• 1 6
flag JamesGTi (Nov 21, 2019 at 10:32) (Below Threshold)
 My comment on a separate post applies to yours. I get your point. But at the end of the day, there are much bigger issues this planet is facing than some tyre tracks left in some soil in utah. We shouldn't be worried about some shrubs in Virgin, we should be worried about Japan starting whaling again, or palm oil plants destroying orangutan's habitats... Also your hint of the chaos theory here is kinda ridiculous.
  • 4 1
 @JamesGTi: Of course there are bigger issues, but that doesn't mean we can't put a stop to the silly little small ones right before our eyes.
  • 2 1
 @skycripp: interesting article

Let's be honest though, the effects of a few people riding their bikes compared to the larger picture, (dust storms for example) are infinitesimal...
  • 1 1
 @YogiBear2018: You should visit some third world countries where they dump sewage and chemicals into the same rivers where people bath and wash clothes. It will change your perspective on things. Riding a mountain bike on desolate land is tiny impact compare to what is happening in other third world countries.
  • 1 1
 @skycripp Why do you mountain bike? If I thought the way you do, mountain biking would be out of the question.
  • 1 1
 @tacklingdummy: It's all about perspective. The reality is that as a human living on this planet, you're going to have impact. It's impossible to enjoy the earth without leaving any trace whatsoever. That being said, it's very possible to mountain bike while leaving a minimal impact: traveling on pre-sanctioned and legal trails is a great starter.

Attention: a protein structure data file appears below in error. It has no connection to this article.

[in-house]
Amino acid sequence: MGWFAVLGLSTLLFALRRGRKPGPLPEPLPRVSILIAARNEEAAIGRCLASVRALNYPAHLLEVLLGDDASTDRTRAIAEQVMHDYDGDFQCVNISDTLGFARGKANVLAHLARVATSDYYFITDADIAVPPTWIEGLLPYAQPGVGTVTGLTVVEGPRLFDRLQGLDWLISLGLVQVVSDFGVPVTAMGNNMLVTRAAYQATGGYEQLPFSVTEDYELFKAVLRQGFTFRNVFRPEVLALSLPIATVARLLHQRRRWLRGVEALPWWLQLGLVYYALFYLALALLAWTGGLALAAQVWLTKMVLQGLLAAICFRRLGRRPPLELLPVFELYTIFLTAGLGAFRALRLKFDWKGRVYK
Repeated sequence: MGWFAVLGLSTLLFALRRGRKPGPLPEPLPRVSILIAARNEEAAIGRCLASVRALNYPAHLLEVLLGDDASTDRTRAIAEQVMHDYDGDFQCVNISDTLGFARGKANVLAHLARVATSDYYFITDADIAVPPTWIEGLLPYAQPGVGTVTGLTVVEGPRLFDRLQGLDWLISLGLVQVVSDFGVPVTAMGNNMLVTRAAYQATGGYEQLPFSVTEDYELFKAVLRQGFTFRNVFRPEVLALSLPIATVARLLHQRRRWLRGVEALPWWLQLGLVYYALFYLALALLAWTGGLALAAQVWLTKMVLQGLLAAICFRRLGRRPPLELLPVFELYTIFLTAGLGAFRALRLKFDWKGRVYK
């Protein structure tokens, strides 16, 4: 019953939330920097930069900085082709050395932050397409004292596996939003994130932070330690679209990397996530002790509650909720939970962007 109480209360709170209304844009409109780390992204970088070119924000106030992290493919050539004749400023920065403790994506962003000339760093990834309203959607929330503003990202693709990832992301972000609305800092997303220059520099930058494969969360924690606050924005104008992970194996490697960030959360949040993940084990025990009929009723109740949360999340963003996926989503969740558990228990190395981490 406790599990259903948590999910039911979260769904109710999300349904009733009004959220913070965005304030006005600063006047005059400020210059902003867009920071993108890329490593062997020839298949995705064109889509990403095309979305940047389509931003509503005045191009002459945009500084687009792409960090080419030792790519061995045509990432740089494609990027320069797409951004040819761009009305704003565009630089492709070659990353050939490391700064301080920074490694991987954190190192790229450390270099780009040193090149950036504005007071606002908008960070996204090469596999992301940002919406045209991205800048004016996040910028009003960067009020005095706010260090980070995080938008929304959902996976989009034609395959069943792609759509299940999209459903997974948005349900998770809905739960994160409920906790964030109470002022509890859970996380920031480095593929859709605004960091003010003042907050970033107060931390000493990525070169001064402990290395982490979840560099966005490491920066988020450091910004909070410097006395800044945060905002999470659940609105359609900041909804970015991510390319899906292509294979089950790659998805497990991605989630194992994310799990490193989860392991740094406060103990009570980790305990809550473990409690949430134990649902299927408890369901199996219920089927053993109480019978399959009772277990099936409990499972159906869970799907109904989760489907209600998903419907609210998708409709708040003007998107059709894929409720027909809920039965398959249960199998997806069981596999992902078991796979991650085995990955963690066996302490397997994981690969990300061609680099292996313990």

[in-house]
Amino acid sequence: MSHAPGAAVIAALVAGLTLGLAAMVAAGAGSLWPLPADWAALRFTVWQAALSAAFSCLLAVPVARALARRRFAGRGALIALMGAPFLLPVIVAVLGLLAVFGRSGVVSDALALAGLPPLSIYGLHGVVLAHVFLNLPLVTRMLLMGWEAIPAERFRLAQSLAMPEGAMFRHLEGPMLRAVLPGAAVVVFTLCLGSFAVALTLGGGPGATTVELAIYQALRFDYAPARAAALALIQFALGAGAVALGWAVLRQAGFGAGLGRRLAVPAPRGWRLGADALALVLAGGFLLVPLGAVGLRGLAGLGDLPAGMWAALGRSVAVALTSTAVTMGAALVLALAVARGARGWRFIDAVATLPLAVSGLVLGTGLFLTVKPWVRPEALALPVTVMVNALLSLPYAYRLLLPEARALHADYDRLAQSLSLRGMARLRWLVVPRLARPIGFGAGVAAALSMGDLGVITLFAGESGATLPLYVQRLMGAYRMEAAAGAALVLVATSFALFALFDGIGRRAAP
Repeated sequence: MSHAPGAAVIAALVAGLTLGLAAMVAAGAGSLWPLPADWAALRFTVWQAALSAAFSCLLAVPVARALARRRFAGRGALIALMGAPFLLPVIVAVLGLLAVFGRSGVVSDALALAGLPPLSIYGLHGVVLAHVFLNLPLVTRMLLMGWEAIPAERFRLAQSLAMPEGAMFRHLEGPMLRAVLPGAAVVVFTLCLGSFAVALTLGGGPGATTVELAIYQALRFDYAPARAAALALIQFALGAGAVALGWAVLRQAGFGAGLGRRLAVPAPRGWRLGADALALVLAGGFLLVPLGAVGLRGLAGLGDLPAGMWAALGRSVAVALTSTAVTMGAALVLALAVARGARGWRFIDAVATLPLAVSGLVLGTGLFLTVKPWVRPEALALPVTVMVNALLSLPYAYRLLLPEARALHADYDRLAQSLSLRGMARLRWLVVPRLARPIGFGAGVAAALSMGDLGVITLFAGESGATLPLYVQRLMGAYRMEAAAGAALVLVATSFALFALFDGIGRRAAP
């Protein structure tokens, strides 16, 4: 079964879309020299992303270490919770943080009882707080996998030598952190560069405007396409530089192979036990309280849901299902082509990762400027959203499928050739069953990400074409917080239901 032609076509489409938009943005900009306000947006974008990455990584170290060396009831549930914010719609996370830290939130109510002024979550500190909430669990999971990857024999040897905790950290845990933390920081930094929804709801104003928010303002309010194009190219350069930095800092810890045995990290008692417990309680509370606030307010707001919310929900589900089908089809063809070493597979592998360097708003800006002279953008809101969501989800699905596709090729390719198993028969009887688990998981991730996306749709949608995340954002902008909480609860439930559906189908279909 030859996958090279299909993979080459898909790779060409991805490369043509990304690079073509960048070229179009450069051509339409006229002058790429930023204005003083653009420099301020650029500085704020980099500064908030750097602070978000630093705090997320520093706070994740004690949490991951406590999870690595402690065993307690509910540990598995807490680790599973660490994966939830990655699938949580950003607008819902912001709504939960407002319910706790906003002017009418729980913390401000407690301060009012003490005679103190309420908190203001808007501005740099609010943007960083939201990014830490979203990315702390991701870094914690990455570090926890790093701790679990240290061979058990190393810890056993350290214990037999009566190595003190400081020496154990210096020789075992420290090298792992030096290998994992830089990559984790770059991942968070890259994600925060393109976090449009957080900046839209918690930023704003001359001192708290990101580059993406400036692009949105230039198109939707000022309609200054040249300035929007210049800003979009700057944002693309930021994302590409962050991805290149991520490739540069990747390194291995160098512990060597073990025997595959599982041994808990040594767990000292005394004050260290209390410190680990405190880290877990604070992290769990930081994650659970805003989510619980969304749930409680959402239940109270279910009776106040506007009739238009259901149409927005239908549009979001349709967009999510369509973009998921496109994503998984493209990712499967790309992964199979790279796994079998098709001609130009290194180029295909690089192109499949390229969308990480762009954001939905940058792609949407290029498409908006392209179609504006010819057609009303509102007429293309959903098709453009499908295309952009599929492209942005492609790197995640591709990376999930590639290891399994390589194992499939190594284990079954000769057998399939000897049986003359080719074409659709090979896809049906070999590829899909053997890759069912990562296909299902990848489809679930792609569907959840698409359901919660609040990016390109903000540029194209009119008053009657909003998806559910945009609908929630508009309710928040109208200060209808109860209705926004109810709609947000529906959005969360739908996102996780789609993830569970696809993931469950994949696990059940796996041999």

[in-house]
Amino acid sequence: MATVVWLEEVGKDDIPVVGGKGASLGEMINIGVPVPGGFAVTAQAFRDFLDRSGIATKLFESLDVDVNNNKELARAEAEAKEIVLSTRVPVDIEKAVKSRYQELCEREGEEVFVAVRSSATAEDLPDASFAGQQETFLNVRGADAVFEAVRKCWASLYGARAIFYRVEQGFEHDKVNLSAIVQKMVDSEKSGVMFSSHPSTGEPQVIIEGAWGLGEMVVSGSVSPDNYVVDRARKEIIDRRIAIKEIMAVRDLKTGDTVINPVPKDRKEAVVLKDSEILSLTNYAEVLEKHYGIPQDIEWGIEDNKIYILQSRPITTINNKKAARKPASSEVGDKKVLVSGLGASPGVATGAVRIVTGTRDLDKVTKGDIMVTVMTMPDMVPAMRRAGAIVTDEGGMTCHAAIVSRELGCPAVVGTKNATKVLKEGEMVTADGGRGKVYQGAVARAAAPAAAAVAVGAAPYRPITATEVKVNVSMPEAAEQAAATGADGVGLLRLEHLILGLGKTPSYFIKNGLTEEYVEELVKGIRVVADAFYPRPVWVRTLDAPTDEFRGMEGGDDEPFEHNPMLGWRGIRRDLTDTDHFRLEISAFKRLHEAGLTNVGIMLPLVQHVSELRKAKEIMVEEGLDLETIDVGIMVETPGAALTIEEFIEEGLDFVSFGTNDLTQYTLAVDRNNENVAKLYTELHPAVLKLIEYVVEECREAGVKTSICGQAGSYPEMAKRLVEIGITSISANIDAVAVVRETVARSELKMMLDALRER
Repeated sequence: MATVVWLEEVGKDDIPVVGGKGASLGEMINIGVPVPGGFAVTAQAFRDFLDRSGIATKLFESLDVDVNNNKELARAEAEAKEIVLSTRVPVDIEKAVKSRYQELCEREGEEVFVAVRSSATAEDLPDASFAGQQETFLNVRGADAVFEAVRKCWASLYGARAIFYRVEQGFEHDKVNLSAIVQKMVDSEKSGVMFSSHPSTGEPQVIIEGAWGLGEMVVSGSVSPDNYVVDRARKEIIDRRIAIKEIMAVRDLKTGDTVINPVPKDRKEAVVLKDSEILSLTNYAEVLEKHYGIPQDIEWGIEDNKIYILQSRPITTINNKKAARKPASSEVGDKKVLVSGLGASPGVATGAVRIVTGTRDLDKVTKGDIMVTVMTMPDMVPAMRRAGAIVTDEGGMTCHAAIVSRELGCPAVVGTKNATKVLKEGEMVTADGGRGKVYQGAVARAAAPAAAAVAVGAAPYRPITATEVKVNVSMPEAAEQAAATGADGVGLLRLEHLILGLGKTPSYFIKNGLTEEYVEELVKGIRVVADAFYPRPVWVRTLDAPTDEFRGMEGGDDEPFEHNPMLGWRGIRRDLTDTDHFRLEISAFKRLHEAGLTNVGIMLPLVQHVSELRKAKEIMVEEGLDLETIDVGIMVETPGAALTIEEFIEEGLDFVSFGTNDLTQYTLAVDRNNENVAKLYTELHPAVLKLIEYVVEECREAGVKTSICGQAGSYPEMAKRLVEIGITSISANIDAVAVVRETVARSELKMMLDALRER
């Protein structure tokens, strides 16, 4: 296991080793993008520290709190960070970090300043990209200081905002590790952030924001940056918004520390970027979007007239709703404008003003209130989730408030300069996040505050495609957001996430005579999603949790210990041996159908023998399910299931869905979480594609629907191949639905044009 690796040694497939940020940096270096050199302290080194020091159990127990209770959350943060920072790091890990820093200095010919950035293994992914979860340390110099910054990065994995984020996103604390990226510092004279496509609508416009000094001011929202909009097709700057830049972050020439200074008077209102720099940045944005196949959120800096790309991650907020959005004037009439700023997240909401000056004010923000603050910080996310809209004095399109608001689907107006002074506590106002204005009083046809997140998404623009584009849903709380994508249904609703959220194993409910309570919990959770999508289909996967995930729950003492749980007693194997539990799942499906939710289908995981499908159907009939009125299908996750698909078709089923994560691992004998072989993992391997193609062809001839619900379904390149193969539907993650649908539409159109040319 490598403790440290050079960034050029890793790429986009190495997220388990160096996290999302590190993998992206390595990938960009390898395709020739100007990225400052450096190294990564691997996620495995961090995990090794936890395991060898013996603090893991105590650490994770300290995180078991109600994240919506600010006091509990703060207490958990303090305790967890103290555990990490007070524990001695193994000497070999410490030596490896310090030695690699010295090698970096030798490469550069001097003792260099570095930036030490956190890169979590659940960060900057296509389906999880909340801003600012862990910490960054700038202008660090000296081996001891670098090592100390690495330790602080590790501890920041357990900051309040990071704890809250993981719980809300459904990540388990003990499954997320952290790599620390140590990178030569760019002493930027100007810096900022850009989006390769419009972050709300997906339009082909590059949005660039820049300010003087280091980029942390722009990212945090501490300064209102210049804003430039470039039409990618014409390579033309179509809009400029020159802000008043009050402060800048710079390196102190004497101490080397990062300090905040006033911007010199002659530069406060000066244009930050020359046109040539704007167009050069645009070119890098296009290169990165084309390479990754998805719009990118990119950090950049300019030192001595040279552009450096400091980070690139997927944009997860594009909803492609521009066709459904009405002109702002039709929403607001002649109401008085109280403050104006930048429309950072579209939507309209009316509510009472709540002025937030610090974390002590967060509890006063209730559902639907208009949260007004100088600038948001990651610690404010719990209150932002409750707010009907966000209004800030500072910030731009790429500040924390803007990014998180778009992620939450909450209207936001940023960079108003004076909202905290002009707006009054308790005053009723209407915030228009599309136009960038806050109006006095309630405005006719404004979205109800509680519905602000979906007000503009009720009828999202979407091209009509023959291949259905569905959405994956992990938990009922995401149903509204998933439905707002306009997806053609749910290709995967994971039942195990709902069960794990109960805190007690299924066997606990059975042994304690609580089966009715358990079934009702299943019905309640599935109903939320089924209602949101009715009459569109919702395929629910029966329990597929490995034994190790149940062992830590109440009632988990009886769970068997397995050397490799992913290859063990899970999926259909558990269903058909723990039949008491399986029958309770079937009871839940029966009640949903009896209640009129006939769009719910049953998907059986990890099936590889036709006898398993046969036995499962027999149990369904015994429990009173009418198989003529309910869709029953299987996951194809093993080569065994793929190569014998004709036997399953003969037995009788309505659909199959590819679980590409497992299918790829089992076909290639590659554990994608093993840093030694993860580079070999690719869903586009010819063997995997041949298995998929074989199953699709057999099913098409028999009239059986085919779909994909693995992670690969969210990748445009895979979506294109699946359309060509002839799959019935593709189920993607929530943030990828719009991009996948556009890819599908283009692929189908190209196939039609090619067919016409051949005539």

Mountain biking isn't synonymous with destroying nature. There are many sustainable trails that are fantastic. Remy's behavior here is not sustainable.
  • 2 2
 @skycripp: That is fine you think that way, but I don't think that way in the least. I don't think Remy's riding on desolate desert land is any less sustainable than you or me ripping your local trails. Go ride, have fun, and don't feel guilty about it. Cheers.
  • 1 1
 @tacklingdummy: The difference is riding on sustainable, designated trails vs destroying desert landscape that takes decades to recover. To not see the difference is willful ignorance.
  • 1 2
 @skycripp: Please show me the scientific research behind the sustainable vs the unsustainable trails. I would like to read the data.

I have a BS in Biological Sciences and worked in research at Stanford briefly, so I like to read scientific research journals. Many research journals are very weak studies and have slanted information that doesn't hold weight. Just because it is printed, doesn't mean it is legitimate study.
  • 1 1
 @tacklingdummy: If you need data to tell you what common sense should, you're beyond saving.

And with that last paragraph, I suggest you head on over to reddit and browse r/iamverysmart. You'll fit right in.
  • 1 0
 @skycripp: So, you don't have any data or research articles to back up your claims of sustainable and unsustainable land that has microfiber fungus that will set back the development 80-100 years if ridden on? I really wanted to read the data and the argument. Figures.
  • 1 1
 @tacklingdummy: There is a plethora of data readily available on the internet that will tell you all about the fragility of the cryptobiotic crust, as well as its vitality to a healthy desert. Shame that having a BS didn't teach you how to enter things into a search bar.

If this was really about self-enlightenment and learning you would have looked it up for yourself. As it is, you just want to use your "BS in Biological Sciences" to pick apart every study put together by MS and PHD candidates. Go troll elsewhere.
  • 1 0
 @skycripp: I want the information that you have read that has made you think the way you do. Then, I can see if your opinions are valid or not. I really wonder what would make someone think that way.

Just because people have a MS or Phd and get something printed, doesn't mean their study holds weight or that is not slanted. Studies can be very slanted depending on who is paying for the study. I learned there is a ton of slanted/weak research studies done and many have been debunked.
  • 1 0
 @skycripp: I strive for the Truth and Facts.
  • 9 3